Measuring women’s participation in local government
by CLGF Deputy Secretary-General, Lucy Slack
8 March 2017
‘For me, a better democracy is a democracy where women do not only have the right to vote and to elect but to be elected.’ Michelle Bachelet, President of Chile, and first Executive Director of UN Women
It is remarkable that in 2017, when we have seen successful women break through into leadership positions across the Commonwealth and beyond - in their local communities, in politics locally and nationally, in business and commerce, and in the third sector - that there is still a need to call for gender equality and inclusion in our public institutions.
On International Women’s day 2017, CLGF is joining with UCLG and UN Women in the #BECOUNTED campaign to underline the importance of increasing the proportion of women in locally elected office, as part of the global commitment to Sustainable Development Goal 5 on gender equality and empowerment.
There are many reasons why women are not able to play a role in local leadership – family commitments, party bias, cultural norms and the threat of violence are just some of the factors affecting women’s participation in the political process. While there are some successes - in 2015, according to figures compiled for CLGF’s Commonwealth Local Government Handbook, women’s representation in local government was 49% in Lesotho, 44% in Rwanda and 37% in India - there are still some 12 Commonwealth countries which have local government where less than 10% of councillors are women.
The SDGs recognised the importance of leaving no one behind. By calling on the international community and the UN Statistical Commission to develop proposed indicator 5.5.1 - the proportion of seats held by women in national parliaments and local governments as part of the target to “Ensure women’s full and effective participation and equal opportunities for leadership at all levels of decision-making in political economic and public life,” - CLGF, UCLG and UN Women want progress to be measured at the global level to know where we are starting from, to generate good practice, and to inspire and target support to countries where progress towards equality is slower.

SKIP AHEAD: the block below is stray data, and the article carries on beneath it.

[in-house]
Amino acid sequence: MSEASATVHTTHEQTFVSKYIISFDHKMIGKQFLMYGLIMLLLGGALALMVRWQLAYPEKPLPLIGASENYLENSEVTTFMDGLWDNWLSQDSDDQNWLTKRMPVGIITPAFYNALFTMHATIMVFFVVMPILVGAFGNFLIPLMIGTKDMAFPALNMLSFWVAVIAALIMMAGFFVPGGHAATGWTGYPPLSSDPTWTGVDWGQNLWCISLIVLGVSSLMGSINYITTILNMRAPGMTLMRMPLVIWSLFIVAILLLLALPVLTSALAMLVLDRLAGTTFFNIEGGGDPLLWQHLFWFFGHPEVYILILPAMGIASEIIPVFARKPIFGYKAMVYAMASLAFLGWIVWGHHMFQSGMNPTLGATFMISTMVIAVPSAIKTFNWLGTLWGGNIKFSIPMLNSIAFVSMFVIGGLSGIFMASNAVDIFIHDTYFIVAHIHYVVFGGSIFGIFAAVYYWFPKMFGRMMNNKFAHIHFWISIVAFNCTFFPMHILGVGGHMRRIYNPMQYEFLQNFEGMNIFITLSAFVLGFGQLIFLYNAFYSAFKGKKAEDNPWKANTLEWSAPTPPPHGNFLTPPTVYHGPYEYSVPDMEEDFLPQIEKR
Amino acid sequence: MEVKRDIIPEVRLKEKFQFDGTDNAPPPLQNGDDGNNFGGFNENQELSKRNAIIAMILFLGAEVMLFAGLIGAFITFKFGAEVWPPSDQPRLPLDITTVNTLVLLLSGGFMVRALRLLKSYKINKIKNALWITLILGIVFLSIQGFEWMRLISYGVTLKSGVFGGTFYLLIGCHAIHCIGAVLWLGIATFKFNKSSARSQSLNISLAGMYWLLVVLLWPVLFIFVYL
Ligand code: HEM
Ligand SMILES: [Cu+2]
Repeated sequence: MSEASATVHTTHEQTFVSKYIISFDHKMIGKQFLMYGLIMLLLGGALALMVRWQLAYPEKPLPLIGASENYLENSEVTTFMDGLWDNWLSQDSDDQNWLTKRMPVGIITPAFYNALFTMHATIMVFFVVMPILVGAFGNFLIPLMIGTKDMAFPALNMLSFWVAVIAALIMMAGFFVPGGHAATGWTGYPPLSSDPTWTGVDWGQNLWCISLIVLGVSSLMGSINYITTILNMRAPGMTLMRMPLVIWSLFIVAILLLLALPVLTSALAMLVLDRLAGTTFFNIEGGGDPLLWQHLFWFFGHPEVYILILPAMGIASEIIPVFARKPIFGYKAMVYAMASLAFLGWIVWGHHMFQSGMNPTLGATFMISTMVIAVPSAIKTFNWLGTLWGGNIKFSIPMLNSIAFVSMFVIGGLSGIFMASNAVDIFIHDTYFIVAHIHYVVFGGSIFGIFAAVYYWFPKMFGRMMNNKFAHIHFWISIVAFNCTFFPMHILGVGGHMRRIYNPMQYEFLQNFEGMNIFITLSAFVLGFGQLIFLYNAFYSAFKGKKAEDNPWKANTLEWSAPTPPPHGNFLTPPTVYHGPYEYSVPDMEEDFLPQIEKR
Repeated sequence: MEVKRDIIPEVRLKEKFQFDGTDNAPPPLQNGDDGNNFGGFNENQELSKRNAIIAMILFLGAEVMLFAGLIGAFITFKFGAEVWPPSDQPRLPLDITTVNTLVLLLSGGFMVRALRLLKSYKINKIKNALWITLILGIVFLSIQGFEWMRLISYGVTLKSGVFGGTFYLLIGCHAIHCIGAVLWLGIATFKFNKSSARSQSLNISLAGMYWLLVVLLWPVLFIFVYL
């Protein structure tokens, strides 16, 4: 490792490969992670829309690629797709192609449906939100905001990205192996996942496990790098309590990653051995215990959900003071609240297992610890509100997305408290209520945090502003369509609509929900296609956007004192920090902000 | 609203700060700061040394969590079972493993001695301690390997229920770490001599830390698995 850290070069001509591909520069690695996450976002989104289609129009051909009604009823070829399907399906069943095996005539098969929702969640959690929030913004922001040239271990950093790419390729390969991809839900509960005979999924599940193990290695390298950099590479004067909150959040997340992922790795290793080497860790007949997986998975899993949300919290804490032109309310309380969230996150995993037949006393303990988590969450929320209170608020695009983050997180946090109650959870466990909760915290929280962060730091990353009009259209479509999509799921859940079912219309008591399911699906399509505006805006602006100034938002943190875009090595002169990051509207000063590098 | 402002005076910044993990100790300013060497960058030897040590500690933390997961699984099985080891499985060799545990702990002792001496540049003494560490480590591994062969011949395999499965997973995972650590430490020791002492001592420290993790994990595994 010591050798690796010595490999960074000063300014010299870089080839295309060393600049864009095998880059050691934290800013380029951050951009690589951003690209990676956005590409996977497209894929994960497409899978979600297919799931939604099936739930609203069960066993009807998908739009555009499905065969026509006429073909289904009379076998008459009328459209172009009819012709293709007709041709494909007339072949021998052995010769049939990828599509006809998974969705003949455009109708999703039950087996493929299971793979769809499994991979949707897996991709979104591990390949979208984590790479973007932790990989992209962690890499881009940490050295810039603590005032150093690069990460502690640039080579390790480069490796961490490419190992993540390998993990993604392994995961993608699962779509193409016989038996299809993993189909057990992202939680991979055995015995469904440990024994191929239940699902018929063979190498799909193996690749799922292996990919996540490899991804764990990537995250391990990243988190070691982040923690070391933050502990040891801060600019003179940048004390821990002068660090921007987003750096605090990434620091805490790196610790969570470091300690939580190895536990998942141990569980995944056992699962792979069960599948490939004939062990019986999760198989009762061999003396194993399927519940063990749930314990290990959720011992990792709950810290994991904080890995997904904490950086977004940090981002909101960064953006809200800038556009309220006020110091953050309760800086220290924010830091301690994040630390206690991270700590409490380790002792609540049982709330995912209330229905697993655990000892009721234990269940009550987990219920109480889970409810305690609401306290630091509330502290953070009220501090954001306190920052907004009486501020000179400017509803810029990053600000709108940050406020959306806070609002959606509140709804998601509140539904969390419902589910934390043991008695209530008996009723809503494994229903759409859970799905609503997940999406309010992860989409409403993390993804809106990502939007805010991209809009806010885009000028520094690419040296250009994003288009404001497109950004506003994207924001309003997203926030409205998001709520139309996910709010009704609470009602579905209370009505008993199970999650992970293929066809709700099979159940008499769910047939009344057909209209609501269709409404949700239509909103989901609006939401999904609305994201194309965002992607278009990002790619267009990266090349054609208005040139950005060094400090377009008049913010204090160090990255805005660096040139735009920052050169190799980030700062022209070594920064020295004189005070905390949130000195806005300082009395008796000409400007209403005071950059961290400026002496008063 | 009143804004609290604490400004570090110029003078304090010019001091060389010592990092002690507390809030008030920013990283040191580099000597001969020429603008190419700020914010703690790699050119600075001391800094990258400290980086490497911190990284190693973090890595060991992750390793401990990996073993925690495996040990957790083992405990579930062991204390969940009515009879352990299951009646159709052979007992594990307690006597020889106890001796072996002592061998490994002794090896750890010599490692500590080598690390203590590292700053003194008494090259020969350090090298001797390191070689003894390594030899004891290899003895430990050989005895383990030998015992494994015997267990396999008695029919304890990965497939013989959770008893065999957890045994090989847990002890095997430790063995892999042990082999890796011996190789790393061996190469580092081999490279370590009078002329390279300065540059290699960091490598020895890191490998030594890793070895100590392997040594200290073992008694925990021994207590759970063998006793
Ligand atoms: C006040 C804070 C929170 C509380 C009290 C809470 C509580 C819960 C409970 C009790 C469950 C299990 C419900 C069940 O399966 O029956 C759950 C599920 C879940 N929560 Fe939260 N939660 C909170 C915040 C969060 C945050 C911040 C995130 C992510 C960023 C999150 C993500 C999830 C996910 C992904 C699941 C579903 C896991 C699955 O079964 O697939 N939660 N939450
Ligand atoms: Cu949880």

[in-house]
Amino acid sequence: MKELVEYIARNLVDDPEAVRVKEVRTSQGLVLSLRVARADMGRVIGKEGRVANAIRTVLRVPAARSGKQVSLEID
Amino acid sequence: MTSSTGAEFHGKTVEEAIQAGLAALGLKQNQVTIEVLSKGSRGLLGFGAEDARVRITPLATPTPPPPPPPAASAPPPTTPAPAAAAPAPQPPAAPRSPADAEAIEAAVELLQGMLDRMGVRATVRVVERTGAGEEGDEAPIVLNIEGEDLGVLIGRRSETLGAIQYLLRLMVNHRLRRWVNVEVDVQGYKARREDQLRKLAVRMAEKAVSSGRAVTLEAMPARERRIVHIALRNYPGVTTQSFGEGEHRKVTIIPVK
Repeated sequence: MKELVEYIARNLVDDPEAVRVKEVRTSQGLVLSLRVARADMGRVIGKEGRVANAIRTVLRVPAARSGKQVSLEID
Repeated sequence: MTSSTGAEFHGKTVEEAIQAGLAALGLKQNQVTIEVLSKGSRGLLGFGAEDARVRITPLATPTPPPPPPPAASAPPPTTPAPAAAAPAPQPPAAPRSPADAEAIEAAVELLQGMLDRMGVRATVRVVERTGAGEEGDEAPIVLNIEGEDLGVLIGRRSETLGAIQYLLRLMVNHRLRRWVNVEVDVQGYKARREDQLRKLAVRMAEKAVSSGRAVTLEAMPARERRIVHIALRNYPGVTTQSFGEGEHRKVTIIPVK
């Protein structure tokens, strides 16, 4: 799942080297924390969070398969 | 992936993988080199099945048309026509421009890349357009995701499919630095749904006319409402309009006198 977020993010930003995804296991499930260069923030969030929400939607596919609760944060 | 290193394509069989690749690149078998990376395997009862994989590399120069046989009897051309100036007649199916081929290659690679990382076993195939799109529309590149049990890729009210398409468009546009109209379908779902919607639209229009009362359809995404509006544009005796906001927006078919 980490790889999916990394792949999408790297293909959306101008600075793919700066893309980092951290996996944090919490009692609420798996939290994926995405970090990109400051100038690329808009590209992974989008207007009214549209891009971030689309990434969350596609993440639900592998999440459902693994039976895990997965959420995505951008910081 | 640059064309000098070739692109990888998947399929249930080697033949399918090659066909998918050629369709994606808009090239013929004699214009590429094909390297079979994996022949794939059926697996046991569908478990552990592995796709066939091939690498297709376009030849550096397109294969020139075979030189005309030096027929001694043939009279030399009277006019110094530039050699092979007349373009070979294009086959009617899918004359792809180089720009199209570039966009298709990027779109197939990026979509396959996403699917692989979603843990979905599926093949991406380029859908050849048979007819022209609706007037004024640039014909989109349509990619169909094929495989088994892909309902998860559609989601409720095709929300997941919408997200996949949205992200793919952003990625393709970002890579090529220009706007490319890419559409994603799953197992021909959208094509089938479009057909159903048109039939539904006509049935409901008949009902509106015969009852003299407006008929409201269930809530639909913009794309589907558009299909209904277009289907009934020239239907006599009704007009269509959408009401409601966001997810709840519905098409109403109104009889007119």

Through its programmes and activities, CLGF is championing women leaders in local government in the Commonwealth, supporting prospective candidates, providing leadership training, strengthening enabling legislation and gathering stories and good practice from women leaders. At its conference in Malta, 21-24 November 2017 whose theme is Fit for the future: resources and capacity for effective local government, CLGF hopes to launch a Commonwealth network of women leaders to spearhead achievement of SDG 5 across work, to ensure that women’s voices are better heard in local government throughout the Commonwealth.
As UN Women head Phumzile Mlambo-Ngcuka said “If you don’t know where to start with the SDGs, start with women and girls everything else will fall into place”.
► Find out more about the campaign
► Follow Lucy Slack on twitter: @CLGFDSG_LSlack
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